For each of the seven years that I’ve lived in the Sonora desert there has been at least one upstart which the locals recognize as never having been ‘on the books’. I term these the Species of the Year, and in ‘06 it’s an oddball I saw over the weekend and came to call the Squealer Grasshopper.
New species, or at least drastic variations, to my way of thinking occur in a spot due to one or more of the following circumstances: An advantageous mutation (rare); a new wrinkle of an old variety that reproduces in abundance and quickly sided with a severe weather or predatory year (more common); or, an unprecedented movement for whatever reason of a fauna or flora into a by-and-large sheltered territory of ‘island isolation’ such as my Sand Valley (most common).
This Valley is a 100-square mile basin encircled by mountains that block the rain from the west, wind, and most live traffic except the airborne such as birds and helicopters to the adjacent Chocolate Mountain Bombing Range.
In the Spring of ‘01 the grand Species was the Painted Lady, a tart butterfly- I should say millions- that invaded in such clouds that breathing was difficult for weeks. Another year the unique intruder was the wolf. One followed me long-tongued along a hike, and my neighbor, Laura, shot the scrotum from close range off another so it wouldn’t reproduce and eat the chickens. We decided the errant wolves either crossed the mountains to raid the coops or were introduced by the BLM. ‘04 was the year of the Flying Grasshopper, the largest I have seen around the world at up to 6′’, green, and with an absurdly high glide-to-drop ratio enabling it to soar without rest for miles over peaks.
Strictly speaking, four years ago the new species to my toenail of Sand Valley were the illegal Mexicans. My rancho lies 35 miles north of the border, and in a two-month period three groups totaling fifteen ‘wetbacks’ struggled fainting or sucking on barrel cactus onto my ten acres only to collapse in the trailer shade. They had been abandoned on the nearby gunnery range by ruthless ‘coyotes’ whom they’d contracted to transfer them to Los Angeles. There being no phone in Sand Valley, I helped them out in the most moral legal sense. There’s also a stripe of tracks between my library trailer and outhouse where the U.S. border Patrol pursued a van across the property and down a wash. A dozen Mexicans fled on foot after their van bogged in sand and the Border Patrol didn’t give chase. That may be the future bumper crop for a Species of the Year.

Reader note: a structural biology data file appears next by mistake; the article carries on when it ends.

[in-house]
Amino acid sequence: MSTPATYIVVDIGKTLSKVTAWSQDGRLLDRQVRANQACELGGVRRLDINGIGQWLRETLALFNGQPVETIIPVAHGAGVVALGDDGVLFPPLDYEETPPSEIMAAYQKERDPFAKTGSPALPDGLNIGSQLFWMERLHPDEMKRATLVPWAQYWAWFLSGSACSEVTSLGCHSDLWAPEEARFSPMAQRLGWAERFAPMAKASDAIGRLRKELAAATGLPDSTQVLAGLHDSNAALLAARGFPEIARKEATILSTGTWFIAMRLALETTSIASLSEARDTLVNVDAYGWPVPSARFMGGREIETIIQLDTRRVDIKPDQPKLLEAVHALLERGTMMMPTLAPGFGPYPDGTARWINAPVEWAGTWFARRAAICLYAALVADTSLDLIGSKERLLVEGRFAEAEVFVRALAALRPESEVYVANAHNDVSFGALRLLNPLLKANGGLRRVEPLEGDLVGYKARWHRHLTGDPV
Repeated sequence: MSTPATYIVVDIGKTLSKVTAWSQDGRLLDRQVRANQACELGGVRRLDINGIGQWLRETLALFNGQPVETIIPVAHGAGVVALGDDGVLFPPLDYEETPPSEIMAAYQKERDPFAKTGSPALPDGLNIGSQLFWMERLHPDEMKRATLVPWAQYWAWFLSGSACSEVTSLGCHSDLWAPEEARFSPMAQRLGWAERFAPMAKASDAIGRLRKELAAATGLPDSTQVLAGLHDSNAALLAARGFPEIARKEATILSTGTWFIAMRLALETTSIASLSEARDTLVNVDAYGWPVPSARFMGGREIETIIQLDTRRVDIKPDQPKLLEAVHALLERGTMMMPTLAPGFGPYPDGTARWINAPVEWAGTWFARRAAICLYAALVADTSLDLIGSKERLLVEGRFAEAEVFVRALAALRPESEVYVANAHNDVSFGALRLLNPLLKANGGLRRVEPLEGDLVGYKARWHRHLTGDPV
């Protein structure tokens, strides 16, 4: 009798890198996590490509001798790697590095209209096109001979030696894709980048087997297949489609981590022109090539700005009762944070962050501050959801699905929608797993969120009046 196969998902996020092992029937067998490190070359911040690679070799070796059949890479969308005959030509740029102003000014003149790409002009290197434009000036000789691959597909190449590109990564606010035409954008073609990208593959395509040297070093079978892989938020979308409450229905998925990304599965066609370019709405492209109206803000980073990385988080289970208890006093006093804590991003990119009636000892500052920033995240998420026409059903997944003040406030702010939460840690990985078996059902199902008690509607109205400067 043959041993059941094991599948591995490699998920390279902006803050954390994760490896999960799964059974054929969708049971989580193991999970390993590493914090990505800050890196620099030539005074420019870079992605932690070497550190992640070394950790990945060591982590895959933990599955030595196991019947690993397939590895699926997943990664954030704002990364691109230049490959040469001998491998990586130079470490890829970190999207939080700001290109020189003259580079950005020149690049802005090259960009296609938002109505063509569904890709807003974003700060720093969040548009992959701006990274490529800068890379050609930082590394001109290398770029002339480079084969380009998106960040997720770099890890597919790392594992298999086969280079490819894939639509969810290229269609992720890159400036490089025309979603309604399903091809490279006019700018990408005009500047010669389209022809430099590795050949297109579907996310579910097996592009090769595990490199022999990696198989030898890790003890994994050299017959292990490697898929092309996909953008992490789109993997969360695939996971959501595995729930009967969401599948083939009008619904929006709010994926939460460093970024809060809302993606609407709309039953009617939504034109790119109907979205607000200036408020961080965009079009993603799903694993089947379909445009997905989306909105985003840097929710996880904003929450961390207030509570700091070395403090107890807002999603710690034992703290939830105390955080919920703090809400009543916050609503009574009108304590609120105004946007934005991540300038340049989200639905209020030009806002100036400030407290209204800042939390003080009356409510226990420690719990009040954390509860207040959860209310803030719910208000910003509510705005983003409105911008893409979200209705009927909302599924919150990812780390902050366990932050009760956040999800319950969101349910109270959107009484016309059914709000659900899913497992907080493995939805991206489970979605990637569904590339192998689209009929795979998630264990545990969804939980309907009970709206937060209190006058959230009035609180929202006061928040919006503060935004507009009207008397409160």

As for this year’s Species, I have never heard anything like the Squealer Grasshopper. Last weekend, I was resting under a Palo Verde tree and heard the familiar loud clap of grasshopper wings to my right, swiveled, and the insect kicked the dirt ten feet away shrieking like a stuck pig. A day later while hiking, a second grasshopper appeared with a wing flap followed by the same one-second shriek causing me to cast about for a tortured mammal. I walked over but there was only a large, typically brown & beige 3′’ desert grasshopper with a splash of yellow or red inside the wings.
I saw only two specimens of the Squealer this year and never before, however its strident call was enough to make me wheel. Hopefully, the shrill survival advantage, likely a mating call or scare tactic not to be eaten, won’t profligate to roaming herds that make sleep difficult and frighten off visitors. This grasshopper squeals only on landing to my knowledge. I believe it is caused by the wings but it could be vocal. I don’t know if the new feature is genetic or just a novel word in their vocabulary.
It is important to note that the new species introduced here are in the sense of fresh genetic material or an unprecedented appearance. My annual survey is a small unscientific sampling that any walker may replicate where there’s an element of island isolation. You don’t need to live in the wilds to study this. Try it on your daily walks in the city park, garden or basement.